This has caught me by some surprise, as I hadn’t quite realized I’d been lacking it, but of course: the past few years and Christmasses have been quite hard. Each holiday I feel keenly the absence of one of my dear children at some point. Although not chronically miserable and even at times happy, I had lost joy.

I am a joyful person! I had not realized. Without joy, I am not myself. What a wonderful thing to discover about oneself! But it is not just true of me: it is the same for everyone! Even the most Ebenezer Scroogiest among us!

This is what I love about Christmas: the total abandonment to joy! Untarnished, unblemished by any cynicism, pure, innocent joy!

Clearly, not every Christmas is joyful to all people. One learns as a child, to one’s astonishment, that one can feel quite contrary to the intended spirit of the special occasion being celebrated, just as the weather can be wretched rather than gay. The past few Christmasses, though happy, have been coloured by grief and anxiety, and I cannot describe my heart as having been joyful.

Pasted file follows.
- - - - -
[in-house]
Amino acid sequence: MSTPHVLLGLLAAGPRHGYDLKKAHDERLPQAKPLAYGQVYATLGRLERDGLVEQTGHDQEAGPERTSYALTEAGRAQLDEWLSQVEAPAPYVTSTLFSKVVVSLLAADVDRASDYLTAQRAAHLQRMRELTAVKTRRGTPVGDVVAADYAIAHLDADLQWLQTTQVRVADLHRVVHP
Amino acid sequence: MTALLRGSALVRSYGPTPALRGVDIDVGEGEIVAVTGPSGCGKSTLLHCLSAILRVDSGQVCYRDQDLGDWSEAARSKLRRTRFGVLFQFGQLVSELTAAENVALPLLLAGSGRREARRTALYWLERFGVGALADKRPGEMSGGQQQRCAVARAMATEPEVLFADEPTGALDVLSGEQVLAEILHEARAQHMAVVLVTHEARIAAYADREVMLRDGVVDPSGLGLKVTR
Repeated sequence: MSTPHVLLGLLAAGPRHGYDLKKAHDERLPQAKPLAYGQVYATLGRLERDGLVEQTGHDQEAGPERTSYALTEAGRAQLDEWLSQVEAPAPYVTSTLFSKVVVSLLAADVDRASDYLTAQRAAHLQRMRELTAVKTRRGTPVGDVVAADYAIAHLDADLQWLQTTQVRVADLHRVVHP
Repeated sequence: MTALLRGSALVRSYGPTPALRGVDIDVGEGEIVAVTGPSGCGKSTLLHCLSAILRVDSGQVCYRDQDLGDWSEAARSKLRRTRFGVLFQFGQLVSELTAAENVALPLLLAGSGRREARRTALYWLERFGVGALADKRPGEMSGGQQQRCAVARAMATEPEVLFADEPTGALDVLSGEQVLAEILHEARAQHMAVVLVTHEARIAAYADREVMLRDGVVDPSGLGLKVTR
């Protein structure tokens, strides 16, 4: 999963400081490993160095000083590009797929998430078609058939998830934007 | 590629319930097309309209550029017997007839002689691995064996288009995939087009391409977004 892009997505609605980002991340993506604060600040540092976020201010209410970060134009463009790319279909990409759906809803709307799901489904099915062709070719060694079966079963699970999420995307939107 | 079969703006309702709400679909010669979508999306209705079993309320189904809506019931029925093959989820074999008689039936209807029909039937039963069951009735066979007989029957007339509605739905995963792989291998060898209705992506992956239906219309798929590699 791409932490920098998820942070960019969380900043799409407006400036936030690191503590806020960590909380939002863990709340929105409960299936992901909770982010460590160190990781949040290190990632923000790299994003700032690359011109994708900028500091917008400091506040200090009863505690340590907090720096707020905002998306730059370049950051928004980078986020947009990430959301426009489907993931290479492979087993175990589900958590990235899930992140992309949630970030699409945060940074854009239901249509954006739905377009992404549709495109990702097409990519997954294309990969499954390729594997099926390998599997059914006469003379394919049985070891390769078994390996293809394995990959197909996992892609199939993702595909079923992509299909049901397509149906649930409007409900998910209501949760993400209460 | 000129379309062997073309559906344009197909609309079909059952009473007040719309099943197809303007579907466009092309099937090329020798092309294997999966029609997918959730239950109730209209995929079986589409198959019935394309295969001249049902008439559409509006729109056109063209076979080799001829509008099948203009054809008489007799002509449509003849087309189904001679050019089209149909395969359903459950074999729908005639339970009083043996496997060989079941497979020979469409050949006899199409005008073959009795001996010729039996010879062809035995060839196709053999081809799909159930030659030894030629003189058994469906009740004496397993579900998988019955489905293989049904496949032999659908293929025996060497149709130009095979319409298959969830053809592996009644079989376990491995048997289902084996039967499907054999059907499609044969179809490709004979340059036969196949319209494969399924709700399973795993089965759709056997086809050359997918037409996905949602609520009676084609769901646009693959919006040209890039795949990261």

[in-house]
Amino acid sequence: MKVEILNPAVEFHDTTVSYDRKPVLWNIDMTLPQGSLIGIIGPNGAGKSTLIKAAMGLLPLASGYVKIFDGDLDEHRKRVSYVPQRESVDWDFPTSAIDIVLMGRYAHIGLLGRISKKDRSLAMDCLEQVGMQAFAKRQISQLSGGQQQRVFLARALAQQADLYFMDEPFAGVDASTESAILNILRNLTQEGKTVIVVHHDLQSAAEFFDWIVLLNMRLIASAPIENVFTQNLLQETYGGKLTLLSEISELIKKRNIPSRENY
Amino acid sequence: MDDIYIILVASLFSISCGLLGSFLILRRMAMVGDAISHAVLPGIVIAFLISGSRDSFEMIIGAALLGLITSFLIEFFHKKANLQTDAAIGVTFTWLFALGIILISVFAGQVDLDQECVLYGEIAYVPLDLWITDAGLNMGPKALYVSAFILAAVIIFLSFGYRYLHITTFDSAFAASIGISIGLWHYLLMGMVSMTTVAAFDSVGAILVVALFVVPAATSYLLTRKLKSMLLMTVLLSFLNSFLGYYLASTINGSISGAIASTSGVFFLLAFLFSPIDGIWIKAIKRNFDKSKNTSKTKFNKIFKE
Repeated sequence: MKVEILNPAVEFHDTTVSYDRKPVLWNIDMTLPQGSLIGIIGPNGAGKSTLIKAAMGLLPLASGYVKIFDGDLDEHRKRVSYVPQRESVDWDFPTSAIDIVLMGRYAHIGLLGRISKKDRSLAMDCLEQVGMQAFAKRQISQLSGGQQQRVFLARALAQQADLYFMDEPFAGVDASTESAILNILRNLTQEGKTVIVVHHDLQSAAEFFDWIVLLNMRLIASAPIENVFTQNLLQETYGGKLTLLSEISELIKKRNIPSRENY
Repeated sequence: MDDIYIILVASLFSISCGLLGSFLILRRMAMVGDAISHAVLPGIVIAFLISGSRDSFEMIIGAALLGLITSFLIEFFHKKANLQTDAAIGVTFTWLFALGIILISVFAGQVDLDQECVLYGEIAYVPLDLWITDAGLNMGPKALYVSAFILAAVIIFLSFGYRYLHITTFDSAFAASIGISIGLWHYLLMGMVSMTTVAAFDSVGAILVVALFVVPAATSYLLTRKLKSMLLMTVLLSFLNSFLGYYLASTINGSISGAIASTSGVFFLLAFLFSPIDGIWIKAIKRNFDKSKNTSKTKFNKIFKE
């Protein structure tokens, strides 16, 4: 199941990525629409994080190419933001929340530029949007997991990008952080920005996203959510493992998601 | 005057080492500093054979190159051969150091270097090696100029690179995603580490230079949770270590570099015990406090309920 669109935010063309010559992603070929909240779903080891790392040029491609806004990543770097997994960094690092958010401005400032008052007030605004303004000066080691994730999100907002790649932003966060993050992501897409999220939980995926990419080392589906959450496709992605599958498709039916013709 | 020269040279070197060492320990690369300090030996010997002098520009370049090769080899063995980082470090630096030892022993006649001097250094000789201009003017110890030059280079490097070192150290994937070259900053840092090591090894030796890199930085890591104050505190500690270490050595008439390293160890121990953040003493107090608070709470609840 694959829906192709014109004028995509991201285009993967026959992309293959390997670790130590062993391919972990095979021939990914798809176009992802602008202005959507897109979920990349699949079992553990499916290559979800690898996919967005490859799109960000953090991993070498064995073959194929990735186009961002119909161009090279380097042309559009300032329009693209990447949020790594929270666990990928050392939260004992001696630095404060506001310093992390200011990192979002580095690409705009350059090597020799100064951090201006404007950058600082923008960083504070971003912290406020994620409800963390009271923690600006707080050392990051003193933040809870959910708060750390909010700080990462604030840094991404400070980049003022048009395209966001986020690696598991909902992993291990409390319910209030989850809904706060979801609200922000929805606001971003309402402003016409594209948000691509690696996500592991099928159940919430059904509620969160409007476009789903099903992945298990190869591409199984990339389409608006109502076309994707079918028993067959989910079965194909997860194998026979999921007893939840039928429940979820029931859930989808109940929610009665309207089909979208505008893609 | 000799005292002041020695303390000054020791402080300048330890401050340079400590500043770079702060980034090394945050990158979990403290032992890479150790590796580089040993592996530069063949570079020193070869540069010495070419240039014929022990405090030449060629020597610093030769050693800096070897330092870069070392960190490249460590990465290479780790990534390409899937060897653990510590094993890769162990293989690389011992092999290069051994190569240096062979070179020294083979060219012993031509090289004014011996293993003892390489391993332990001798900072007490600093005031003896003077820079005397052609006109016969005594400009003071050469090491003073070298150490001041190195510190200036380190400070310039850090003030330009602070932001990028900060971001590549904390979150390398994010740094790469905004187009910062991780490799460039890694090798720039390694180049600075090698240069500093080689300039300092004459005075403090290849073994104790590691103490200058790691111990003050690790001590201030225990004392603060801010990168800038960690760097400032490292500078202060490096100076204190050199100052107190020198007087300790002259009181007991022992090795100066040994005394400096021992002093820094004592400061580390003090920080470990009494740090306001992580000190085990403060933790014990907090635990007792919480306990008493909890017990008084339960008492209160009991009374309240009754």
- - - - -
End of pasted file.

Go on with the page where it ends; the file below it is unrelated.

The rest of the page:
There is a levity to joy. It is this levity that sets it apart from mere happiness, I think. When one is happy, one’s feet, as it were, remain on the ground. When one is joyful, one is levitating, at least interiorly. My favourite depiction of joy in a movie is from the 1951 A Christmas Carol starring Alastair Sim:

Ebenezer [grumpily]  I don’t deserve to be so happy.

[starts laughing uncontrollably again] 

Ebenezer I can’t help it!